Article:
South Africans often wonder whether they should invest overseas. When considering your overall portfolio or balance sheet, you will probably find that all your interests, your investments, your business, and/or farm are based in South Africa and therefore denominated in rands. This is a major problem.
From a portfolio management point of view this remains sub-optimal. South Africa is classified as an emerging market and represents less than one percent of all investable markets. Conversely this means that more than ninety-nine percent of the available universe of investments has been ignored.
A further problem with emerging markets is that although at times they can show strong growth, they all tend to be very volatile. Circumstances can change quite rapidly as emerging markets mature and become sophisticated. Mature markets develop structural problems of their own and are growth challenged.
By moving some assets into mature markets (the United States or Europe), you gain the safety of diversification. Furthermore, you gain the opportunity to choose from a much wider asset class.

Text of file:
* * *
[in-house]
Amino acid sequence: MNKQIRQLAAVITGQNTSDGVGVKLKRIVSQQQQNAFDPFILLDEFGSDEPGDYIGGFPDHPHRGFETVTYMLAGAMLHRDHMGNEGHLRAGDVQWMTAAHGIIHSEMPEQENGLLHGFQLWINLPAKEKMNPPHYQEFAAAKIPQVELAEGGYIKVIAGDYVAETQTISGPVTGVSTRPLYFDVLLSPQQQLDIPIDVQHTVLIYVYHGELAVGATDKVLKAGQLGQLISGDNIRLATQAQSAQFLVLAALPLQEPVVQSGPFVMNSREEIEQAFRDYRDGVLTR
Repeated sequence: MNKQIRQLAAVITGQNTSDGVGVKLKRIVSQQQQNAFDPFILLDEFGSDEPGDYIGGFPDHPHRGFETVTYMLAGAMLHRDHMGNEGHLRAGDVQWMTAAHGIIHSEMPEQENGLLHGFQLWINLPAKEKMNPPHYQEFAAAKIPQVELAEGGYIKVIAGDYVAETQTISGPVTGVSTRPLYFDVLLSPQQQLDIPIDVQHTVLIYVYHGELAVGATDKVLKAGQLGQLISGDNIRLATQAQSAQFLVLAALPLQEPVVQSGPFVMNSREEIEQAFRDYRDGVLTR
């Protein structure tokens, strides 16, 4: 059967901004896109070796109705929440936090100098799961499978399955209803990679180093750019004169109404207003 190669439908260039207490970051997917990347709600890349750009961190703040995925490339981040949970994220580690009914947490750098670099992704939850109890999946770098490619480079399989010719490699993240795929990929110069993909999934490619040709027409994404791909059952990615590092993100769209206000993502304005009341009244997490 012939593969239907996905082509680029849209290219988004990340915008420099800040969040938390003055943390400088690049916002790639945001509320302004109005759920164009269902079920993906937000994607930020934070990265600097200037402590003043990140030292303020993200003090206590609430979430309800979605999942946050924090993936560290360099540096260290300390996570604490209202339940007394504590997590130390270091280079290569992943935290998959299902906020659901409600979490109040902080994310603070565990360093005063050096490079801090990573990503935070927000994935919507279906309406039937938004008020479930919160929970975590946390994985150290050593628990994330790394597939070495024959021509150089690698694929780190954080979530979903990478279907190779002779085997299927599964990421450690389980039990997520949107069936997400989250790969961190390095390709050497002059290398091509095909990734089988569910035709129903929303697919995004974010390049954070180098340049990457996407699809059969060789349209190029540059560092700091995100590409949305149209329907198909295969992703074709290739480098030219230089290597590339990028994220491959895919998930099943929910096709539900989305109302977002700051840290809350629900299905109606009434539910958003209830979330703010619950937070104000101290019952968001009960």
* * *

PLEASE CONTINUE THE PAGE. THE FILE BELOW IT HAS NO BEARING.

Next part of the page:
Of course, there are detractors, such as the government with its exchange controls that discourage you to invest overseas.
Luckily, there has been a steady relaxation of exchange controls and it is much easier now to rebalance portfolios.
Investing overseas is a complex matter. There is a huge investment universe to choose from. There are approximately forty thousand mutual funds and ten thousand large capitalisation stocks. Opportunity ranges from stocks to bonds, mutual, hedge funds and thousands of derivative products.
Each investment opportunity needs to be studied to determine its place and appropriateness in terms of characteristics of risk and potential return.
Also, unlike South Africa, overseas countries have different markets.
The U.S., for example, has a number of stock exchanges that have different trading methods and services. The main U.S. markets are the New York Stock Exchange (NYSE), and the NASDAQ (The National Association of Security Dealers Automated Quotations).
The NASDAQ is typically home to high-tech companies and is totally computerised. Trading takes place by computers without a trading floor, similar to the system used by the JSE.
The NYSE is home to the old economy smokestack-type companies and operates in the old-fashioned way, where brokers and specialists trade on the floor of the exchange.
Obviously if you are searching for investment bargains (with concomitant reduction in risk and volatility), you shouldn’t look only in South Africa. You will find bargains on the JSE and you will find bargains on Wall Street.
But you need to search everywhere. Don’t wait for the next currency crisis before you adjust your portfolio. Do it now!